had predict for you. I mean, I think that's true. I mean, I think, there's also other extrinsic factors I mean, I think there are clear, genes about how the weather and ambient temperature impacts different kinds of things. You know their questions about the role of of uv light and how that impacts different things and on some level, though I just think part of what seeing is that we don't. We don't know all of the relevant issues. I mean who, at the very beginning of this, something that somebody said to me was that they thought. We were seeing someone spread in ITALY, because people kissed each other as a customary greeting there, which is in the case in every country, that seems to me to have completely dropped out of the dialogue. Still, when I look at a map of Europe, I see the kiss greeting countries as having much worse outbreaks. Then the handshake countries- I don't know like I'm, I'm not negative allergist, but like what one thing
that modeling is that, like you choose a model right to simplify, and so you have to make choices about what things you want to put in and what things you dont want to put in and usually over time. As we understand systems better were able to make reasonable judgments.
About what kinds of factors to include or neglect, but we don't know that the science of the virus is just not good right now we have not had people working on this for decades and we don't know very much about it and I think it just turns out that extremely high levels of abstraction are not capturing something. That's that's really relevant here. I was struck by the fact that you know like like a lot of people. I thought I heard a lot about a bowler in twenty fourteen, but by the time that outbreak occurred, scientists had been working on a bowler for thirty five years, but something recently there eventually had really
large apple outbreaks. So it's become a more pressing problem, but it was a subjective scientific curiosity for like decades, and so fortunately they were able to attack those large outbreaks with a complicated policy problem, but a really rock solid, like. Don't ask me: ask of ivory allegest perhaps suggest, will tell you the name of a viral just who studies of Allah and then that Abdullah expert will deliver you like the truth from science and what's frustrating about that. The current very situation from a journalistic and citizen- and I hear it from politicians do standpoint. Is that like do I really experts on this subject because it's a brand new subjects, but nobody did a dissertation on this. Nobody like has their book or has taught semi cars are on this subject, so everyone whose whose working on everything there the sort of making stuff up, I wouldn't say making stuff, but there,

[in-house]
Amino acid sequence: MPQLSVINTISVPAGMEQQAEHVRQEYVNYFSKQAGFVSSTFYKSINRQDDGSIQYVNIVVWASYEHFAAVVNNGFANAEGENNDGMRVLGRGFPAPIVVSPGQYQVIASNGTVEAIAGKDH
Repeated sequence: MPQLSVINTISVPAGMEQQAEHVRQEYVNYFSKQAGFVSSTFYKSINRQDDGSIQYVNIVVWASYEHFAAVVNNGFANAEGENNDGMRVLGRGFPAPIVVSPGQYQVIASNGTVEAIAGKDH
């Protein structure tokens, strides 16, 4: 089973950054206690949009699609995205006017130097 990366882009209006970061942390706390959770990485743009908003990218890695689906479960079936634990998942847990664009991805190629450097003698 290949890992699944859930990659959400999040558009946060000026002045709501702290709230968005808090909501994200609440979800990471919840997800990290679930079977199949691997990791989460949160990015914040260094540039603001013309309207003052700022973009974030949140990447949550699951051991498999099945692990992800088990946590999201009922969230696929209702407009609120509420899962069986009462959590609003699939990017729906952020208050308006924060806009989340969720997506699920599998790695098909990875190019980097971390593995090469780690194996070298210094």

dimensions or levels of witches. Communication happens, and one is the sites communication he'll be Talkin to infectious disease. Expert in and then you'll be having this conversation and nobody's really careful, really cautious about what we don't know really like emphasised how much uncertainty there is in in the state of our research here and then there's level of like science, communication and these same experts will get on twitter or alike, will be in an article and what their responding to is a stupid or offensive Chris right or like one of these protests outside of governor's mansion where nobody's wearing masks and everybody's demanding. I think it's opened up all at once and they'll get a lot more sure they hit that back much harder. So if you ask them like what do we know, they'll say: oh, we probably like thirty percent of what we know right now is going to be wrong,
but then, when like faced with like a very wrong or what feels like crudely motivated critique, the public communication gets a lot less nuanced and I think it's hard in there to keep These conversations separate I'm not even saying it's wrong to have that the two levels of of communication, but I do think there is a lot of comments from scientists being reported as if those comments were the science and their different right. The scientist I could be us are human beings who have opinions and believes in earth are trying based on uncertain information, echoed the best recommendation they can and their fraid of what will happen worst write a force. Recommendations are followed, but at the same time- and he says all the time of the climate debate to fully communicate, your uncertainty makes it very hard for, like a journalist to quote you or makes it makes it hard for like people to listen to you Like your interviews, don't go viral, you don't become a big name. The most cautious people in this are not the